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Role of Conserved Histidine and Serine in the HCXXXXXRS Motif of Human Dual-Specificity Phosphatase 5. J Chem Inf Model 2019 04 22;59(4):1563-1574

Date

03/06/2019

Pubmed ID

30835471

DOI

10.1021/acs.jcim.8b00919

Abstract

BACKGROUND: The mitogen-activated protein kinase (MAPK) pathway is functionally generic and critical in maintaining physiological homeostasis and normal tissue development. This pathway is under tight regulation, which is in part mediated by dual-specific phosphatases (DUSPs), which dephosphorylate serine, threonine, and tyrosine residues of the ERK family of proteins. DUSP5 is of high clinical interest because of mutations we identified in this protein in patients with vascular anomalies. Unlike other DUSPs, DUSP5 has unique specificity toward substrate pERK1/2. Using molecular docking and simulation strategies, we previously showed that DUSP5 has two pockets, which are utilized in a specific fashion to facilitate specificity toward catalysis of its substrate pERK1/2. Remarkably, most DUSPs share high similarity in their catalytic sites. Studying the catalytic domain of DUSP5 and identifying amino acid residues that are important for dephosphorylating pERK1/2 could be critical in developing small molecules for therapies targeting DUSP5.

RESULTS: In this study, we utilized computational modeling to identify and predict the importance of two conserved amino acid residues, H262 and S270, in the DUSP5 catalytic site. Modeling studies predicted that catalytic activity of DUSP5 would be altered if these critical conserved residues were mutated. We next generated independent Glutathione-S-Transferase (GST)-tagged full-length DUSP5 mutant proteins carrying specific mutations H262F and S270A in the phosphatase domain. Biochemical analysis was performed on these purified proteins, and consistent with our computational prediction, we observed altered enzyme activity kinetic profiles for both mutants with a synthetic small molecule substrate (pNPP) and the physiological relevant substrate (pERK) when compared to wild type GST-DUSP5 protein.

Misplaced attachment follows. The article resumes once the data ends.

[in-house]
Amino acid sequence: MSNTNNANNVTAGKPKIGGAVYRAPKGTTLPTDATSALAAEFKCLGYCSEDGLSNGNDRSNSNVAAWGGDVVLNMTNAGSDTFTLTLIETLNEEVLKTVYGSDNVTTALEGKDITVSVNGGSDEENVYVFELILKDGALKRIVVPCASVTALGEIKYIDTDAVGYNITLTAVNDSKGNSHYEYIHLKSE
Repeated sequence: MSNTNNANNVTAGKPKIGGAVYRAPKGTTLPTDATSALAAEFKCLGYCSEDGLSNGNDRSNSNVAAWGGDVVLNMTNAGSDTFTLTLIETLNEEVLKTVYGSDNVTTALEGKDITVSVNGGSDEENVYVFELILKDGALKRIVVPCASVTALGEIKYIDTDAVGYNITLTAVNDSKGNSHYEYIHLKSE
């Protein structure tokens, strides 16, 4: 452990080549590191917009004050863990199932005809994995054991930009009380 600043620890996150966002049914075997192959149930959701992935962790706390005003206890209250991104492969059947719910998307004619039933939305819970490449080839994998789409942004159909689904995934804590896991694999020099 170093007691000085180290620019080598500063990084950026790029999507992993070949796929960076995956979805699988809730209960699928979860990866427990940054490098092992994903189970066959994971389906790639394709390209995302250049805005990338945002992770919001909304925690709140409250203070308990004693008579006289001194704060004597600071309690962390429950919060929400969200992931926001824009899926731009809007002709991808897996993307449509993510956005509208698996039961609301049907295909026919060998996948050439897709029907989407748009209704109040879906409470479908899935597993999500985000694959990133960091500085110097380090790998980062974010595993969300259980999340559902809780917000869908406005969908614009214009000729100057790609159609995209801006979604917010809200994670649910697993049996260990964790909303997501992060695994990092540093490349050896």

CONCLUSION: Our molecular modeling and biochemical studies combined demonstrate that enzymatic activity of phosphatases can be manipulated by mutating specific conserved amino acid residues in the catalytic site (phosphatase domain). This strategy could facilitate generation of small molecules that will serve as agonists/antagonists of DUSP5 activity.

Author List

Gupta A, Brahmbhatt J, Syrlybaeva R, Bodnar C, Bodnar N, Bongard R, Pokkuluri PR, Sem DS, Ramchandran R, Rathore R, Talipov MR

Author

Ramani Ramchandran PhD Professor in the Pediatrics department at Medical College of Wisconsin




MESH terms used to index this publication - Major topics in bold

Amino Acid Motifs
Amino Acid Sequence
Catalytic Domain
Conserved Sequence
Dual-Specificity Phosphatases
Extracellular Signal-Regulated MAP Kinases
Histidine
Humans
Serine
jenkins-FCD Prod-484 8aa07fc50b7f6d102f3dda2f4c7056ff84294d1d